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12 September 1915 – London Blitz

The German Army’s airships have been eager to keep up with their Navy colleagues in bombing London, and last night Hauptmann Alfred Horn took the LZ.77 aloft to do just that. Just two weeks after their airship was commissioned, this is his crew’s second attempt to strike the British capital, with the first four nights ago being a failure when his bombs landed in the Suffolk countryside, doing no damage.

They had no better luck this time. Spotted crossing the coast near the mouth of the Thames Estuary, they first took fire from the ground minutes later; approaching the blacked-out city, Horn parked his aircraft about one mile north of Epping Station and dropped flares. Seeing the tents of a divisional field artillery brigade below him, Horn drops his entire load of bombs, but his excited men forget to remove the safety pins, and they fail to explode.

Confused and contradictory reports nevertheless create chaos. Breathless lookouts see LZ.77 as two airships, and multiple sightings are mistaken for multiple waves. Woolwich Arsenal, where the all-important work of supplying men at the front with ammunition and equipment, has lost two hours of work to the blackout. Trains have been delayed until almost 3 AM to give the German airmen no easy guide to the heart of the city. Troops have been mobilized in response to the raid, perversely spreading alarm and anxiety among the people of London. Realistically, airships represent a tiny threat; the true damage is psychological.

That lesson is driven home again tonight by a pair of raids along the coasts of Kent and Essex, both of which also fail to kill anyone or do real damage while nevertheless scaring the living daylights out of everybody. Something must surely be done, so it is a lucky thing that Sir Percy Scott accepts his new assignment today as commander of the new London Air Defense Area (LADA).

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Protecting Paris: a French 75 mm field gun mounted on a motorcar and used to good effect as air defense artillery

Tapped for the job by the new First Lord of the Admiralty Arthur James Balfour because Winston Churchill had brought it under the purview of the office during his tenure, on Scott’s first day tomorrow he confirms Balfour’s warning that “the means of defence at that time were very inadequate.” Very little has been done so far to protect London. There is no cadre of night-flying pilots, and even aloft the British hunters are not armed with bullets that can bring down an airship. There are just eighteen cannons positioned around London, and most of them are too low-powered to reach targets at altitude, and they lack high explosive shells and fuses suitable for the job of shooting into the sky. The available ammunition, Scott writes, was

more dangerous to the people in London than to the Zeppelins above…the shells had so small a bursting charge that they could do no harm to a Zeppelin, and they returned to earth almost as intact as when they were put into the guns.

[…] General Galliene, who was in charge of the defence of Paris, had for the protection of his forty-nine square miles of city two hundred and fifteen guns, and was gradually increasing this number to three hundred. He had plenty of men trained in night flying, and well-lighted-up aerodromes. I had eight guns to defend our seven hundred square miles of the metropolitan area, no trained airmen, and no lighted-up aerodromes.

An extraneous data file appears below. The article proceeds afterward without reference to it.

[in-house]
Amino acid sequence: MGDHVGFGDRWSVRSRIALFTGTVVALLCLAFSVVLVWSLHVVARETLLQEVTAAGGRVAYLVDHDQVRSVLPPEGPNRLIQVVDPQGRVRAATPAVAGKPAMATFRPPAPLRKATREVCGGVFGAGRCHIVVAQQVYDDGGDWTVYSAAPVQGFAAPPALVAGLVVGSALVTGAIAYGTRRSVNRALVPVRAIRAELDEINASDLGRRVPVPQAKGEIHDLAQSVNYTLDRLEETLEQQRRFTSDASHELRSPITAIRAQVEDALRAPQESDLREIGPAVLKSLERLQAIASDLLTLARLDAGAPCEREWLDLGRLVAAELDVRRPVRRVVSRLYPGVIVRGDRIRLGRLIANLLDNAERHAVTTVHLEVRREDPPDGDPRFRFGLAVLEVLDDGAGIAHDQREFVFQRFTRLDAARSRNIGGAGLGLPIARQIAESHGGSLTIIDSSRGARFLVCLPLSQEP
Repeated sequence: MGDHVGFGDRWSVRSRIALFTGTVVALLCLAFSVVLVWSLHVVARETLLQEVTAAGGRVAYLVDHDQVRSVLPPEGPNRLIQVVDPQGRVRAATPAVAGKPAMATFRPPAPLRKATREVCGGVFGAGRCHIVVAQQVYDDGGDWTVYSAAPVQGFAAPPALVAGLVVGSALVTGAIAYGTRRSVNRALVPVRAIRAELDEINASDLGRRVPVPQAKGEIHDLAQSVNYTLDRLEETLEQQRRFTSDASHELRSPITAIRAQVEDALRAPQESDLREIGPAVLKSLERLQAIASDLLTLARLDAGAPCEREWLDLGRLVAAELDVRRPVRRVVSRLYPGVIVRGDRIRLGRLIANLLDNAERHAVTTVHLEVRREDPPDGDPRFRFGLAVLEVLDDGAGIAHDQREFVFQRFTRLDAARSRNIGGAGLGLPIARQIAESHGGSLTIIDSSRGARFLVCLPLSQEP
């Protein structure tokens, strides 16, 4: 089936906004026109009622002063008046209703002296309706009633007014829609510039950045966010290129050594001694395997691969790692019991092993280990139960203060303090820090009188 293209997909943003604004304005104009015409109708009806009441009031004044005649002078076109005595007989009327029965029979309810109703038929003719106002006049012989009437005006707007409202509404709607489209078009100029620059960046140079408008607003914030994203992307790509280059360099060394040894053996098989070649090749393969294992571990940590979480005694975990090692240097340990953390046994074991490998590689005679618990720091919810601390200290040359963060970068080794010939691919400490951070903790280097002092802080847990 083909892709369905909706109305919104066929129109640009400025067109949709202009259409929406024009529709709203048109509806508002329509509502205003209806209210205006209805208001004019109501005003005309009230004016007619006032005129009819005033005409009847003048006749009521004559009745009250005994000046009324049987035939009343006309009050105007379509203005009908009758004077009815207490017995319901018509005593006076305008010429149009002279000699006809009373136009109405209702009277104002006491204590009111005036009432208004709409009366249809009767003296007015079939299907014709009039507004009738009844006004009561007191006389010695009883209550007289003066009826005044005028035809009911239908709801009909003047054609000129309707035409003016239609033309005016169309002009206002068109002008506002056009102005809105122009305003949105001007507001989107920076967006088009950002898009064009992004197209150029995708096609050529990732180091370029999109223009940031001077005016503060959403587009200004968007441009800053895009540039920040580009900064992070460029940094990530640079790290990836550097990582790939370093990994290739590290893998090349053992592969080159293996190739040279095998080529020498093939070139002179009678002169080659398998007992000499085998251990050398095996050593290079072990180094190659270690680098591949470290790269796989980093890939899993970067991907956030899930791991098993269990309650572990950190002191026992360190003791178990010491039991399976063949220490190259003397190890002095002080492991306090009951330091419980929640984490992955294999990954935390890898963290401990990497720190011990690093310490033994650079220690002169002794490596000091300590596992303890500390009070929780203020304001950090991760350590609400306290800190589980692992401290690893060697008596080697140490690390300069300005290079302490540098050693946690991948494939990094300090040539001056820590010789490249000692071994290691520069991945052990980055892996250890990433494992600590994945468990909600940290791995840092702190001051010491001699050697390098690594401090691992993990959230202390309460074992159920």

Citing “apathy, red-tapism,” and ministerial resistance from both the War and Navy offices, Scott sets out immediately to overcome his difficulties. He sends a competent assistant across the English Channel, circumventing his own government to obtain a vehicle-mounted antiaircraft platform. It is the model by which Britain will produce such weapons of their own, avoiding the problem of fixed defenses. Likewise, Scott manages to solve the fusing problem, which had bedeviled his predecessors for months, in a matter of hours, then skips the usual supply bureaucracy by purchasing his shells from an automobile manufacturer in France. Finding a rejected design application for a suitable bullet capable of setting hydrogen gas bags on fire, Scott puts it into mass production, equipping a specialized group of night-flying pilots to establish an effective air defense command by the time German air raids begin in earnest during 1916. The number of searchlights is doubled, and then doubled again. Scott works his contacts at every turn, coaxing Admiral John Jellicoe and Lord Herbert Kitchener into giving him guns for conversion to high-angle fire. In twos and fours and half-dozens, he collects 152 guns by late November, equipping them with shells that explode on their way back to earth to minimize civilian casualties.

Thoroughly competent, if controversial for profiting off his useful naval inventions, Scott is given a new assignment in the new year, and so does not preside over the successes of his former command. But his adroit and creative management of the competing military ministries raises new questions about the place of air power in the constitutional structures of the state. Both require aircraft to conduct modern warfare, yet there are vital strategic missions requiring independent advocacy. It is the dawn of the age of air forces as increasingly independent, whole military commands.

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A contemporary cartoon shows Scott suspended between rival ministers, powerless